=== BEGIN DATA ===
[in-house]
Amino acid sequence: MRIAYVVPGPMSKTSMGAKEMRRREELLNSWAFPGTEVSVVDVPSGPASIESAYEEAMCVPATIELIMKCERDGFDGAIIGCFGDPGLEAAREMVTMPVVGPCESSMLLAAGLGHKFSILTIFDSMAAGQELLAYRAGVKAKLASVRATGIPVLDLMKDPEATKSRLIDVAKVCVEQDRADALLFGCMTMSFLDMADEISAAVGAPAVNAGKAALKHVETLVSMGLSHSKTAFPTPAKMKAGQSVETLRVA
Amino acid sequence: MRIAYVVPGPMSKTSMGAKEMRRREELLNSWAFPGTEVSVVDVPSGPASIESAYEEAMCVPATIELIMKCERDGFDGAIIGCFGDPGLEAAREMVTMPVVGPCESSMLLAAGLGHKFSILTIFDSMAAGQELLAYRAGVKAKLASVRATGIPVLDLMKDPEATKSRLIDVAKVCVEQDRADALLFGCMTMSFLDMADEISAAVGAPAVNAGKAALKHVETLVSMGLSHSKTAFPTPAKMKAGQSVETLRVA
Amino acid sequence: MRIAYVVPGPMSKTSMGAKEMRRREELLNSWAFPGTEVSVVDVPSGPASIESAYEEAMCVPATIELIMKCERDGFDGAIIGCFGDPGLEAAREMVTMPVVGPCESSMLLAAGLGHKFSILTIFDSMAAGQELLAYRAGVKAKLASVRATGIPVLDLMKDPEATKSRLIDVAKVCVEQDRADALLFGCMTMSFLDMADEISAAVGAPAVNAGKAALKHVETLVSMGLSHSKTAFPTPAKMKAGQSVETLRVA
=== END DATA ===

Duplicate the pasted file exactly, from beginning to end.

[in-house]
Amino acid sequence: MRIAYVVPGPMSKTSMGAKEMRRREELLNSWAFPGTEVSVVDVPSGPASIESAYEEAMCVPATIELIMKCERDGFDGAIIGCFGDPGLEAAREMVTMPVVGPCESSMLLAAGLGHKFSILTIFDSMAAGQELLAYRAGVKAKLASVRATGIPVLDLMKDPEATKSRLIDVAKVCVEQDRADALLFGCMTMSFLDMADEISAAVGAPAVNAGKAALKHVETLVSMGLSHSKTAFPTPAKMKAGQSVETLRVA
Amino acid sequence: MRIAYVVPGPMSKTSMGAKEMRRREELLNSWAFPGTEVSVVDVPSGPASIESAYEEAMCVPATIELIMKCERDGFDGAIIGCFGDPGLEAAREMVTMPVVGPCESSMLLAAGLGHKFSILTIFDSMAAGQELLAYRAGVKAKLASVRATGIPVLDLMKDPEATKSRLIDVAKVCVEQDRADALLFGCMTMSFLDMADEISAAVGAPAVNAGKAALKHVETLVSMGLSHSKTAFPTPAKMKAGQSVETLRVA
Amino acid sequence: MRIAYVVPGPMSKTSMGAKEMRRREELLNSWAFPGTEVSVVDVPSGPASIESAYEEAMCVPATIELIMKCERDGFDGAIIGCFGDPGLEAAREMVTMPVVGPCESSMLLAAGLGHKFSILTIFDSMAAGQELLAYRAGVKAKLASVRATGIPVLDLMKDPEATKSRLIDVAKVCVEQDRADALLFGCMTMSFLDMADEISAAVGAPAVNAGKAALKHVETLVSMGLSHSKTAFPTPAKMKAGQSVETLRVA